#### Happy_Me123

##### Member
I just want to know as planning to go to comps soon.

#### brododragon

##### Member
in HTM, M moves are counted as 2 moves, so it is a DNF

#### K2Cubing

##### Member
i was looking through the WCA regulations on there site and i was trying to figure out what was a +2 and DNF for clock because i had just got a new one (it was my first and it was a Shensho magnetic) but i could not find anything. can somebody tell me what the regulations are so that when i decide to do the event i know. also do the pins count? like i mean the puzzle isn't in the same position as it was when it was scrambled? so dose that mean it is a penalty or not.

by the way i don't really like solving clock and mine isn't the most joyous to turn but i am just interested on the information.

#### Kit Clement

It's a DNF if it is not solved. Other start/stop penalties (inspection, hands face down, fully release puzzle, etc.) apply just like any other event.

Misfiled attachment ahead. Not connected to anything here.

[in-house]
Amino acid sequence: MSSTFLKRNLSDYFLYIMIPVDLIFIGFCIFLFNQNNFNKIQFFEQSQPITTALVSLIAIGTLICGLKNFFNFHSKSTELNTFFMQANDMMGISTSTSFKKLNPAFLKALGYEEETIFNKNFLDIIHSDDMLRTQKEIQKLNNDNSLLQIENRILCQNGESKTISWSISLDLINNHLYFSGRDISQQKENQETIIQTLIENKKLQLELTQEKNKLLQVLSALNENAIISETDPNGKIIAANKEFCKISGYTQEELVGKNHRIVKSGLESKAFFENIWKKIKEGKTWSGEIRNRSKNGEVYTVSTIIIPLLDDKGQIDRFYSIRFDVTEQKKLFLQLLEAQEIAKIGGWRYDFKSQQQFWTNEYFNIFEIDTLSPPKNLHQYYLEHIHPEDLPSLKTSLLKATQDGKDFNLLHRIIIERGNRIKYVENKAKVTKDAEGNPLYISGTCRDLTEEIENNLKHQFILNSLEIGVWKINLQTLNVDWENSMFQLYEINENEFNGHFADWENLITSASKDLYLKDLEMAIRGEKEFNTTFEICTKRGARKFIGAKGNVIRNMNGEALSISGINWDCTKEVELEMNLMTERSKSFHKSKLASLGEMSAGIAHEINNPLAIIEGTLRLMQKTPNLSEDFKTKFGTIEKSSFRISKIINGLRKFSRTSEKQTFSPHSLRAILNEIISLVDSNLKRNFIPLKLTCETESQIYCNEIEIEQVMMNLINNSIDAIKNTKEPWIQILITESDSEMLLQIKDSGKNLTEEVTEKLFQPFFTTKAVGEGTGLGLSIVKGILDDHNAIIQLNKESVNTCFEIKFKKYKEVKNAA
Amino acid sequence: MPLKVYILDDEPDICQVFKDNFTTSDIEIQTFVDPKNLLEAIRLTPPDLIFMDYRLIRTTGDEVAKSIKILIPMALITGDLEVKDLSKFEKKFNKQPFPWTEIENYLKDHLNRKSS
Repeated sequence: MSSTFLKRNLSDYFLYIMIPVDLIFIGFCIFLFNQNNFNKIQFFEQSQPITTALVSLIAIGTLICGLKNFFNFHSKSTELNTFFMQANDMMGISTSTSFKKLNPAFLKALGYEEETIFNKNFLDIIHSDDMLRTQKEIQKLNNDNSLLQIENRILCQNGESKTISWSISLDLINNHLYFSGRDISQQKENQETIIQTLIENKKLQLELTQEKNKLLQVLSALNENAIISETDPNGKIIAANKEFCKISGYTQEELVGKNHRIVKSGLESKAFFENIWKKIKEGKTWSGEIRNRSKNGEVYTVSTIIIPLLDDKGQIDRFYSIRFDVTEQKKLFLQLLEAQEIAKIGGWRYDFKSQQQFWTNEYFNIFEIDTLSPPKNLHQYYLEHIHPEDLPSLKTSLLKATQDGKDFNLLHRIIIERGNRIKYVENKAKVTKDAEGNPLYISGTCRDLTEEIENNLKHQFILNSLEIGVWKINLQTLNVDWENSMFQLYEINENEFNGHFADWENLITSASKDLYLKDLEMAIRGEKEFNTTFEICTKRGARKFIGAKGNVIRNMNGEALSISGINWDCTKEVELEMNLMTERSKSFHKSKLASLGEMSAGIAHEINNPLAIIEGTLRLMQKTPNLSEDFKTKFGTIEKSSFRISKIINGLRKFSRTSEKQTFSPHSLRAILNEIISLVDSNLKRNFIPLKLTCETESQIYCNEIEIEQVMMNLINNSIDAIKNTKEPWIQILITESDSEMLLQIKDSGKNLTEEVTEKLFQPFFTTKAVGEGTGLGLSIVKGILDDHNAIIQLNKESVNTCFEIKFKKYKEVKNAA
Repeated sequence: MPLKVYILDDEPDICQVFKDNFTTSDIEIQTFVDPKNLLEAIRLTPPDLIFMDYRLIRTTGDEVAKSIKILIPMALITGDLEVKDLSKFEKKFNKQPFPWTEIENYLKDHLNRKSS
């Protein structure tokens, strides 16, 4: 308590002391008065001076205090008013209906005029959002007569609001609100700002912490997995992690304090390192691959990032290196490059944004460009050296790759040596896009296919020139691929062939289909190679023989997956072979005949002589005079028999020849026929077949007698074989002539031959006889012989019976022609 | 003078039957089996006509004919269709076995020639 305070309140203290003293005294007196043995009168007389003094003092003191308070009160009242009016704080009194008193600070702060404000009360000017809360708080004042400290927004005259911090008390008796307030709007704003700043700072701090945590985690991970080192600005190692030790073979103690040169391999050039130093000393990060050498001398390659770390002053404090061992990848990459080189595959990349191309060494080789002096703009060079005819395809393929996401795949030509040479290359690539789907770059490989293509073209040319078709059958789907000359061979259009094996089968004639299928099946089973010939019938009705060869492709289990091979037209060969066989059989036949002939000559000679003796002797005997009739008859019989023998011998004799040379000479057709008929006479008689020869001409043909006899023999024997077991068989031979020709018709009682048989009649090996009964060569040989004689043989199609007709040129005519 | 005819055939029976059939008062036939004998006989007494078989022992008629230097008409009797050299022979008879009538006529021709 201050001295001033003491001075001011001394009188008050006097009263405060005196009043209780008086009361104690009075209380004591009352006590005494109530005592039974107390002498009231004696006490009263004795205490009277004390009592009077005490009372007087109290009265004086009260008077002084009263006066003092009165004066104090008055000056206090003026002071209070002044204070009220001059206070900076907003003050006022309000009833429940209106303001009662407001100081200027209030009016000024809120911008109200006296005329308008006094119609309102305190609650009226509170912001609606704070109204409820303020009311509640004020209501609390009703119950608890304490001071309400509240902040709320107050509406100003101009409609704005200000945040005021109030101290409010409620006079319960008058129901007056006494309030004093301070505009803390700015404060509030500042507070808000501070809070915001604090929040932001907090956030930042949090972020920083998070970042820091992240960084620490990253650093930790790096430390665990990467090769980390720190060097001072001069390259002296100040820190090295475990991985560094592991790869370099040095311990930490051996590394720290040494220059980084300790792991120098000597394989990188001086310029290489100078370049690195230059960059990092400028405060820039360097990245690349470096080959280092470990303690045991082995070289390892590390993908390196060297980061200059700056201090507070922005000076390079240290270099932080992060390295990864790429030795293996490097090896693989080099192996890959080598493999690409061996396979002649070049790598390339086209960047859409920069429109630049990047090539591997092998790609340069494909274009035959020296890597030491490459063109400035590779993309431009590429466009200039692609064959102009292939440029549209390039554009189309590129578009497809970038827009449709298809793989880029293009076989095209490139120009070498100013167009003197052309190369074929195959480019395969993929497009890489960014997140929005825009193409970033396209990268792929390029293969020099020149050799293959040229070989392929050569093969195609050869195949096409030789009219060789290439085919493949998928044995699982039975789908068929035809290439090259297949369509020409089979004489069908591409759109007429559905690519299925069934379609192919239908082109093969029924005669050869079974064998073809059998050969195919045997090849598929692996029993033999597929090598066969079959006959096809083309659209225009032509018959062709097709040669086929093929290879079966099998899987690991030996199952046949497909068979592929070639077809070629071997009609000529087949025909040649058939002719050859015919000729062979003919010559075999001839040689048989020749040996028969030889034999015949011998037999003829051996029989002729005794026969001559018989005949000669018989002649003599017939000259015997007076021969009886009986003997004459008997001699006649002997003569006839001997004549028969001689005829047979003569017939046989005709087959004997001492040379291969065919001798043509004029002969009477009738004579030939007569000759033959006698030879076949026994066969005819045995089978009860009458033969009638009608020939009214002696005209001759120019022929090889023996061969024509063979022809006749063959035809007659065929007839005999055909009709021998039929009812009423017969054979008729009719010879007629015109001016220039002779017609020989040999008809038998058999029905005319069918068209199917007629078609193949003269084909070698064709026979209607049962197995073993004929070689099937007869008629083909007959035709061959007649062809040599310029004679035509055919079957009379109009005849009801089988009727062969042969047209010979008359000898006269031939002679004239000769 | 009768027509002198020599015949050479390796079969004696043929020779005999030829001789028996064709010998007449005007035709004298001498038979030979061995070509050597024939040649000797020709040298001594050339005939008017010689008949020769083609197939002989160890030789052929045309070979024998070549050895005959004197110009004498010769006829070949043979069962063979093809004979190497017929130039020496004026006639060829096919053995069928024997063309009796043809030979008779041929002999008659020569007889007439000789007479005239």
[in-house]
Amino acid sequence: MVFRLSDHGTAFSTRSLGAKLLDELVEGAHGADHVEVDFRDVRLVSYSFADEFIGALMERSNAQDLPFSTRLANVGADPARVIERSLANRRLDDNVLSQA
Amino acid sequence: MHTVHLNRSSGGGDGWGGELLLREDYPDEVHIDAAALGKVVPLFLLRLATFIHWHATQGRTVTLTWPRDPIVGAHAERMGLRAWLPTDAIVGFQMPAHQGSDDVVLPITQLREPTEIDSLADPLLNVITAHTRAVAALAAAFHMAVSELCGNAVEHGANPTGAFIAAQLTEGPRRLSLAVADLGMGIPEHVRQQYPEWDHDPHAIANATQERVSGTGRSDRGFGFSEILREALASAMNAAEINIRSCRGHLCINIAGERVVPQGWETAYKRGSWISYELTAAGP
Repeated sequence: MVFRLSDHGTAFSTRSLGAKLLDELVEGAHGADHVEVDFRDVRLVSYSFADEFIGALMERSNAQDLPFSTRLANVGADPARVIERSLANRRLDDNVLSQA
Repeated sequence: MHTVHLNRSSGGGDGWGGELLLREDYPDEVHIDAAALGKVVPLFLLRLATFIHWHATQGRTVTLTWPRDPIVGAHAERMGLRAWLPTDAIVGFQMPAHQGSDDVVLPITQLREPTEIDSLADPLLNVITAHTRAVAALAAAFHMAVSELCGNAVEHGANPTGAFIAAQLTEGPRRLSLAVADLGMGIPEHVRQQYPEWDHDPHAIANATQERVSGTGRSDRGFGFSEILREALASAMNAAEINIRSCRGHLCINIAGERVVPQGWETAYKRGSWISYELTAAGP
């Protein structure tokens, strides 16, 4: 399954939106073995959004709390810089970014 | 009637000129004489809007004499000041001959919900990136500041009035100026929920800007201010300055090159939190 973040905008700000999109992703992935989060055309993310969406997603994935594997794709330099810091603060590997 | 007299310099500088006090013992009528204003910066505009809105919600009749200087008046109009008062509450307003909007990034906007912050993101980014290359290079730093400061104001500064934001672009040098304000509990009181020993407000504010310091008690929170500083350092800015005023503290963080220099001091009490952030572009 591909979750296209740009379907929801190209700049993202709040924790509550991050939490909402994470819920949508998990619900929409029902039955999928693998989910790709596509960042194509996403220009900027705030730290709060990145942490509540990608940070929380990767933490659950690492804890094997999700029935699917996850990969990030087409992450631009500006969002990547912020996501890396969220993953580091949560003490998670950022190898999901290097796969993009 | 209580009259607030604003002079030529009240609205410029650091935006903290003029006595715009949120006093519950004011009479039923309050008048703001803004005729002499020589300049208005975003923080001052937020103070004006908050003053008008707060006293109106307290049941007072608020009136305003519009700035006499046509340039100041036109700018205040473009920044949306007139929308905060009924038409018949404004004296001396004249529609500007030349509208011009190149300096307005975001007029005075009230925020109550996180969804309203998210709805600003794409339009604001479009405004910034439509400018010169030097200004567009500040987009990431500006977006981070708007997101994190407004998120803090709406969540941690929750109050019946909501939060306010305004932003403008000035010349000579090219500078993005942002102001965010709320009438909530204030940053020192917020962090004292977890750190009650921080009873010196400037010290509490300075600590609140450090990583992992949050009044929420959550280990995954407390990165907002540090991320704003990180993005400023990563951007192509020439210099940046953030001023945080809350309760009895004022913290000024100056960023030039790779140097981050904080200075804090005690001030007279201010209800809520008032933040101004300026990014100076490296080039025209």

#### Steve AC

##### Member
This will happen to me every now and then. I will mistake a G perm for an A perm for example, dialing in the incorrect pll as fast as I can then drop the cube and stop the timer.

If this was an official WCA 3x3x3 event, what happens now?

#### Llewelys

##### Member
You didn't solve the cube so it's a DNF: this solve and your best one won't count in the ao5.

Let's say you average 25s and you get the following times: 23, 32, 19, 28, 21

If you DNF the 32, nothing changes:
23, (DNF(32)), (19), 28, 21 = 24 ao5

If you DNF the 21, your worst time (32) will count:
23, 32, (19), 28, (DNF(21)) = 27.66 ao5

#### DGCubes

##### Member
Another thing to note is that if you're just a single turn off when you stop the timer, you'll get a +2 (a 2 second penalty). In general, you can find info like this in the WCA Regulations. (Your question in particular is answered in Article 10.)